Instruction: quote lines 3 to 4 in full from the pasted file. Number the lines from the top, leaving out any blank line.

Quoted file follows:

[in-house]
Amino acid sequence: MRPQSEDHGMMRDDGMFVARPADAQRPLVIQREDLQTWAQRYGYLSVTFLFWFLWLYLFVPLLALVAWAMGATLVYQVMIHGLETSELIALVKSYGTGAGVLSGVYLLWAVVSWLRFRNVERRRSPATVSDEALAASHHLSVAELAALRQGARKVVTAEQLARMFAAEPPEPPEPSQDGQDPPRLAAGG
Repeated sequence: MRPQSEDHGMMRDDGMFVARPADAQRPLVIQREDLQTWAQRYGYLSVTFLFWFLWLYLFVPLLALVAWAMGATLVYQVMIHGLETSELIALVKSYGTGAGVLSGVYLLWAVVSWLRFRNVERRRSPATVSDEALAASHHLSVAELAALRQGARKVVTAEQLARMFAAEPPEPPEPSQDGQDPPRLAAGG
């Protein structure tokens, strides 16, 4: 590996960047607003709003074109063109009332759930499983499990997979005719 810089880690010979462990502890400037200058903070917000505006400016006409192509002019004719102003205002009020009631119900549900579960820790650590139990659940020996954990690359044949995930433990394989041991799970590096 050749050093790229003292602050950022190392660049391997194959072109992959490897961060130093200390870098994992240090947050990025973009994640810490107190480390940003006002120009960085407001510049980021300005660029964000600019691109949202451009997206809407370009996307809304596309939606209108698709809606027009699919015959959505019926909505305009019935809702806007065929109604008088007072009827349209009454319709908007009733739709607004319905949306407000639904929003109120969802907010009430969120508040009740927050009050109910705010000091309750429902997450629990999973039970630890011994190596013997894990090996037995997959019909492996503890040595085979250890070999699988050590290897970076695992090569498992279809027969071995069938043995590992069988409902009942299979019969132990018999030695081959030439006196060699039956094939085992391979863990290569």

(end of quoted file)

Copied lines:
Repeated sequence: MRPQSEDHGMMRDDGMFVARPADAQRPLVIQREDLQTWAQRYGYLSVTFLFWFLWLYLFVPLLALVAWAMGATLVYQVMIHGLETSELIALVKSYGTGAGVLSGVYLLWAVVSWLRFRNVERRRSPATVSDEALAASHHLSVAELAALRQGARKVVTAEQLARMFAAEPPEPPEPSQDGQDPPRLAAGG
């Protein structure tokens, strides 16, 4: 590996960047607003709003074109063109009332759930499983499990997979005719 810089880690010979462990502890400037200058903070917000505006400016006409192509002019004719102003205002009020009631119900549900579960820790650590139990659940020996954990690359044949995930433990394989041991799970590096 050749050093790229003292602050950022190392660049391997194959072109992959490897961060130093200390870098994992240090947050990025973009994640810490107190480390940003006002120009960085407001510049980021300005660029964000600019691109949202451009997206809407370009996307809304596309939606209108698709809606027009699919015959959505019926909505305009019935809702806007065929109604008088007072009827349209009454319709908007009733739709607004319905949306407000639904929003109120969802907010009430969120508040009740927050009050109910705010000091309750429902997450629990999973039970630890011994190596013997894990090996037995997959019909492996503890040595085979250890070999699988050590290897970076695992090569498992279809027969071995069938043995590992069988409902009942299979019969132990018999030695081959030439006196060699039956094939085992391979863990290569």